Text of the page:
From the increase in new breweries pumping out new beers, to the emergence of more craft beer bars, 2014 has not been short of news for the increasing number of fans of Australian Craft Beer.
As we reach the end of the year, we’ve put together some of the top trends that 2014 brought us.
New and expanding breweries
The pace of new brewery openings seems to have been relentless this year. With some of them making a big impact from the beginning: Modus Operandi picked up four gongs at the CBIA awards and then some more at the Sydney Royal Beer & Cider Show.
The growth of new breweries hasn’t just been confined to the traditional home of Australian Craft Beer, Victoria, with the number of breweries in NSW now almost the same. And maybe more significantly, has been the growth of new breweries in South East Queensland feeding the growing Brisbane demand for craft beer. Together with a growing scene in WA, craft beer is now truly nationwide. We even saw the opening of the Northern Territory’s first craft beer brewery, One Mile at Palmerston.
Major expansions this year have been undertaken by Stone & Wood, Two Birds, Mornington Peninsular and 4 Pines which is noticeable with their beers almost always featuring on taps, even in some of the more traditional hotels and clubs.
Increasing both small and larger breweries have been opening tasting rooms or bars on site attracting big crowds very quickly. Certainly Bacchus in Queensland quickly went from opening just at the weekend to opening all day, every day. And those new breweries that have opened from the beginning with a bar are seeing the commercial and promotional benefits of being able to drink at the brewery.
New craft beer bars
This year has changed the once desperate search for craft beer into one of desperately trying to decide which bar/s to visit.
And those bars are moving more into the mainstream, both in terms of the type of clientele and their locations. No longer on the edge of cities, hidden down some alley, they are now appearing front and centre in high traffic areas, with the conversion of previous beer deserts to havens of taps. And the prevalence of Ned Kelly beards, whilst still high, is reducing especially with more and more women beginning to try craft beer.
Increased availability of bottled (and canned) craft beer
We’ve seen the appearance of Australian Craft Beer in mainstream bottle shops add to the foreign imports with specific labelled “Craft Beer” cabinets increasing in number and size. They now often outnumber those selling “Classic” beers such as XXXX, VB, Crown etc.
This rather rare type of beer has made some significant inroads this year with the appearance of Saisons everywhere. La Sirene’s range attracting a lot of attention and great reviews, both for the design of their labels and more importantly the taste.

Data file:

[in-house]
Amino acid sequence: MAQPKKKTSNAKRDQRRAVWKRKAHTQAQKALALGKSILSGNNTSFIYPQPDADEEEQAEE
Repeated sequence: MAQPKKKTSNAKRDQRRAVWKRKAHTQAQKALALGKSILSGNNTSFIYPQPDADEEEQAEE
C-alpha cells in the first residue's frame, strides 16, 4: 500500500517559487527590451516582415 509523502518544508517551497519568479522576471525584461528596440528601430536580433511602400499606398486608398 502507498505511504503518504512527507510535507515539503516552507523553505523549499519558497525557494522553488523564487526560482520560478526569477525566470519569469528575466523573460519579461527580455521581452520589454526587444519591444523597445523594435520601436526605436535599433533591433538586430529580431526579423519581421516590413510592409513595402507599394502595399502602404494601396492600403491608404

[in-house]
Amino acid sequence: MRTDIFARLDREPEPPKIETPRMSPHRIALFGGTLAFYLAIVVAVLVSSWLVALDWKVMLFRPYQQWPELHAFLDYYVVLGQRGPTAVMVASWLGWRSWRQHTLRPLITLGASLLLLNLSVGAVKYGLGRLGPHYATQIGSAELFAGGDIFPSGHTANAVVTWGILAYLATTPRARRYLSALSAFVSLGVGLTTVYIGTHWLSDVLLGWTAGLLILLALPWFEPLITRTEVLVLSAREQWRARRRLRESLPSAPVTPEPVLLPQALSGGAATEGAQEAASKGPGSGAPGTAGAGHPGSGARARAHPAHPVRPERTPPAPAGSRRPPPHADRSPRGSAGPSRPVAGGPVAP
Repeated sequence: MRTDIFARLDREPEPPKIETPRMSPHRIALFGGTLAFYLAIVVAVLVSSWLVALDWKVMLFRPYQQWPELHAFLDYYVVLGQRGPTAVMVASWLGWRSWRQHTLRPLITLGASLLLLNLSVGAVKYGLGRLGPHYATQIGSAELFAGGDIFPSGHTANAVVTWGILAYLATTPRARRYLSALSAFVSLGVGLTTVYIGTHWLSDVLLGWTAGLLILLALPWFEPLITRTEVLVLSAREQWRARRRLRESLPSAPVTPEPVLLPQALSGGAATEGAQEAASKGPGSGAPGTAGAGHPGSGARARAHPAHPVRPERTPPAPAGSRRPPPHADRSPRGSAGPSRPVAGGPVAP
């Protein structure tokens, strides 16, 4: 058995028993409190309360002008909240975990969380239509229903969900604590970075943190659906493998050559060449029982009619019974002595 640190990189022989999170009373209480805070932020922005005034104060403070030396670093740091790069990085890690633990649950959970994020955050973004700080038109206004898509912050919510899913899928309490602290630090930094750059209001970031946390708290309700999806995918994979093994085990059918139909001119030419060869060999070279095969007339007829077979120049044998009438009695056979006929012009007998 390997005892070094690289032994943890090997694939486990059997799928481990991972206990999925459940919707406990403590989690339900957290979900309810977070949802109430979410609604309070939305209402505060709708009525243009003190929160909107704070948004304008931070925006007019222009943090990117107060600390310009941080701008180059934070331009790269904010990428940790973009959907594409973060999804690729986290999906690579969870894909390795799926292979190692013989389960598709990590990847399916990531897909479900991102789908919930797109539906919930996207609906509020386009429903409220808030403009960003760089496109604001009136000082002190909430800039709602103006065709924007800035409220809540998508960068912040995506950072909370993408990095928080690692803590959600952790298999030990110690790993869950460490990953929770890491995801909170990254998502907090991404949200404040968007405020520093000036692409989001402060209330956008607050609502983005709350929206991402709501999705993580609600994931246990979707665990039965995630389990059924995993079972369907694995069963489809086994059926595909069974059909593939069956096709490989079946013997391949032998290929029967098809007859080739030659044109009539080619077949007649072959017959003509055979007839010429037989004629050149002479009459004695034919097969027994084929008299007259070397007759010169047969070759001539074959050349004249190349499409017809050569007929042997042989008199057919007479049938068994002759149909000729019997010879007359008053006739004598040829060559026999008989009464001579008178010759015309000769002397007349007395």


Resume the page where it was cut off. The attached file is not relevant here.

Other notables include 4 Pines Xmas Saison and Croft’s Saison Grenade.
Whilst still very rare, they are beginning to appear in more venues to serve those beers best suited for this English dispensing method, especially real ales and porters. It just needs staff to be properly trained to use them, as many times this year we’ve seen the drain pour of too much beer trying to fill a schooner.
Impact on the big brewers
Whilst Craft Beer is still a small percentage of beer sales, it is clear that the big brewers are beginning to notice the inroads. Their response, however, has varied from dismissing, and ignoring, the trend through to announcing increases in production of their craft beer brands. It doesn’t appear that they have any particular strategy for dealing with what’s coming.
We’ve also seen both major supermarket chains start to enter the market in a bigger way.
Whether it’s due to skill sets or easy to use locations, the wineries regions are seeing more and more breweries co-located. Margaret River certainly now boasts significant numbers of breweries with plenty in the Adelaide Hills and now a few in the Hunter River Region.
Sadly this year has seen the closure of Blue Sky of Cairns and the announcement of the closure of the Port Melbourne location of Matilda Bay Brewing. Also announced was the closure of the White Rabbit facility in Healesville. The latter two may be relocations (and expansions) but the moves will see the loss of the Matilda Bay bar and tasting room.
But given the number of new breweries, the failure of one craft brewery, and the moving of two craft brewery imprints is not significant. But it does point to two distinct issues facing breweries: expanding without going bankrupt and the need for expansion space to meet wider national demand.
And so onto 2015 …. and our view of what might be coming.